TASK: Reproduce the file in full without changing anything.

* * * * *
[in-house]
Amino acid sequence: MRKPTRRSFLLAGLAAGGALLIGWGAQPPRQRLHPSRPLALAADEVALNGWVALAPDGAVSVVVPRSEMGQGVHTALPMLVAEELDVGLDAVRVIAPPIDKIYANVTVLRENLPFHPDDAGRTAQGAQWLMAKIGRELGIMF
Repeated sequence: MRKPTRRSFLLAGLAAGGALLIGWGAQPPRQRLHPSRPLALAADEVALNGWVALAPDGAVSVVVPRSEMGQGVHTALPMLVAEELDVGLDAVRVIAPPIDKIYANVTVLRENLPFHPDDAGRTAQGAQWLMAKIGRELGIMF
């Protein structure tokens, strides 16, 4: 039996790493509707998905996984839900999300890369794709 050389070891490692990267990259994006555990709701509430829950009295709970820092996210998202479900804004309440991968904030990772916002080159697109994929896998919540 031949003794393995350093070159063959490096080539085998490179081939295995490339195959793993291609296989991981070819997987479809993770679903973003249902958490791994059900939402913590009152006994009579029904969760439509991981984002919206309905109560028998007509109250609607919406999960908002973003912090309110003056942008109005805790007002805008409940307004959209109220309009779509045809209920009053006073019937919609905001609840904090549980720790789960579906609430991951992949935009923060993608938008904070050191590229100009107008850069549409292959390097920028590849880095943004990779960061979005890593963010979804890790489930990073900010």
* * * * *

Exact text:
[in-house]
Amino acid sequence: MRKPTRRSFLLAGLAAGGALLIGWGAQPPRQRLHPSRPLALAADEVALNGWVALAPDGAVSVVVPRSEMGQGVHTALPMLVAEELDVGLDAVRVIAPPIDKIYANVTVLRENLPFHPDDAGRTAQGAQWLMAKIGRELGIMF
Repeated sequence: MRKPTRRSFLLAGLAAGGALLIGWGAQPPRQRLHPSRPLALAADEVALNGWVALAPDGAVSVVVPRSEMGQGVHTALPMLVAEELDVGLDAVRVIAPPIDKIYANVTVLRENLPFHPDDAGRTAQGAQWLMAKIGRELGIMF
């Protein structure tokens, strides 16, 4: 039996790493509707998905996984839900999300890369794709 050389070891490692990267990259994006555990709701509430829950009295709970820092996210998202479900804004309440991968904030990772916002080159697109994929896998919540 031949003794393995350093070159063959490096080539085998490179081939295995490339195959793993291609296989991981070819997987479809993770679903973003249902958490791994059900939402913590009152006994009579029904969760439509991981984002919206309905109560028998007509109250609607919406999960908002973003912090309110003056942008109005805790007002805008409940307004959209109220309009779509045809209920009053006073019937919609905001609840904090549980720790789960579906609430991951992949935009923060993608938008904070050191590229100009107008850069549409292959390097920028590849880095943004990779960061979005890593963010979804890790489930990073900010």